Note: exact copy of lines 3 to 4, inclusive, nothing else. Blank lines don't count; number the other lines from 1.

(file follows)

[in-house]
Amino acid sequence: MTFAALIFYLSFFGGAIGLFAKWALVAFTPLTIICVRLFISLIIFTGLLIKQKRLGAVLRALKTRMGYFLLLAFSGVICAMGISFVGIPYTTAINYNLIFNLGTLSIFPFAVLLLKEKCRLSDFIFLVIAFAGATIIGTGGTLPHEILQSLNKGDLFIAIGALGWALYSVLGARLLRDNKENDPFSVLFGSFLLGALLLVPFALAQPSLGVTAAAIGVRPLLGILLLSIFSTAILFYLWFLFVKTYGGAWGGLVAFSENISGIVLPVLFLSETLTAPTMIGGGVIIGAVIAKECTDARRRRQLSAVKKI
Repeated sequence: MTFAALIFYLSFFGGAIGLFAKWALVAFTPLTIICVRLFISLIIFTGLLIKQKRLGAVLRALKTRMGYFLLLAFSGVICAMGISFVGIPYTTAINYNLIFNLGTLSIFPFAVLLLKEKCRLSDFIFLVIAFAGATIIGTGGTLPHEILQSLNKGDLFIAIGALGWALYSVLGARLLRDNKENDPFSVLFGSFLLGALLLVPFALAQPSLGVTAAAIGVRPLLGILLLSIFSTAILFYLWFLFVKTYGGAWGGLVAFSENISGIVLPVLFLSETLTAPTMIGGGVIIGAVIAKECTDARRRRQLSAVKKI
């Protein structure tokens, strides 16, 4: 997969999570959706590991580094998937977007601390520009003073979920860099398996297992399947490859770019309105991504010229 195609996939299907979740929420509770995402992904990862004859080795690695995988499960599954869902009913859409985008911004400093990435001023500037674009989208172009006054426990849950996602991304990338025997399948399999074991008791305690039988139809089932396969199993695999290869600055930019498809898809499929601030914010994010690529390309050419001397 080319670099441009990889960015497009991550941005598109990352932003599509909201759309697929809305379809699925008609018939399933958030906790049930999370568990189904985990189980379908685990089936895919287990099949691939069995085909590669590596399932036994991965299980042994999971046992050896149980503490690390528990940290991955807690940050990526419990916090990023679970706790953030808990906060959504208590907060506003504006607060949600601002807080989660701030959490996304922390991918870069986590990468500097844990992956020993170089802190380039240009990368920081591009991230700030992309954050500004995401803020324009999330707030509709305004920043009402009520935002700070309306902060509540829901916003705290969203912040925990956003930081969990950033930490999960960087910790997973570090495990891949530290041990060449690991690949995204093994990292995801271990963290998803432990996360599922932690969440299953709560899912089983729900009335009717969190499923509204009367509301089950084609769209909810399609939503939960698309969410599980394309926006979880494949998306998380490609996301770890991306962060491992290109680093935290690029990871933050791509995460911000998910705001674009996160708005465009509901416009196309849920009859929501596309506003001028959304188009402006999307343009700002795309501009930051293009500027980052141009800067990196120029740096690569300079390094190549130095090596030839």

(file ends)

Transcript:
Repeated sequence: MTFAALIFYLSFFGGAIGLFAKWALVAFTPLTIICVRLFISLIIFTGLLIKQKRLGAVLRALKTRMGYFLLLAFSGVICAMGISFVGIPYTTAINYNLIFNLGTLSIFPFAVLLLKEKCRLSDFIFLVIAFAGATIIGTGGTLPHEILQSLNKGDLFIAIGALGWALYSVLGARLLRDNKENDPFSVLFGSFLLGALLLVPFALAQPSLGVTAAAIGVRPLLGILLLSIFSTAILFYLWFLFVKTYGGAWGGLVAFSENISGIVLPVLFLSETLTAPTMIGGGVIIGAVIAKECTDARRRRQLSAVKKI
């Protein structure tokens, strides 16, 4: 997969999570959706590991580094998937977007601390520009003073979920860099398996297992399947490859770019309105991504010229 195609996939299907979740929420509770995402992904990862004859080795690695995988499960599954869902009913859409985008911004400093990435001023500037674009989208172009006054426990849950996602991304990338025997399948399999074991008791305690039988139809089932396969199993695999290869600055930019498809898809499929601030914010994010690529390309050419001397 080319670099441009990889960015497009991550941005598109990352932003599509909201759309697929809305379809699925008609018939399933958030906790049930999370568990189904985990189980379908685990089936895919287990099949691939069995085909590669590596399932036994991965299980042994999971046992050896149980503490690390528990940290991955807690940050990526419990916090990023679970706790953030808990906060959504208590907060506003504006607060949600601002807080989660701030959490996304922390991918870069986590990468500097844990992956020993170089802190380039240009990368920081591009991230700030992309954050500004995401803020324009999330707030509709305004920043009402009520935002700070309306902060509540829901916003705290969203912040925990956003930081969990950033930490999960960087910790997973570090495990891949530290041990060449690991690949995204093994990292995801271990963290998803432990996360599922932690969440299953709560899912089983729900009335009717969190499923509204009367509301089950084609769209909810399609939503939960698309969410599980394309926006979880494949998306998380490609996301770890991306962060491992290109680093935290690029990871933050791509995460911000998910705001674009996160708005465009509901416009196309849920009859929501596309506003001028959304188009402006999307343009700002795309501009930051293009500027980052141009800067990196120029740096690569300079390094190549130095090596030839």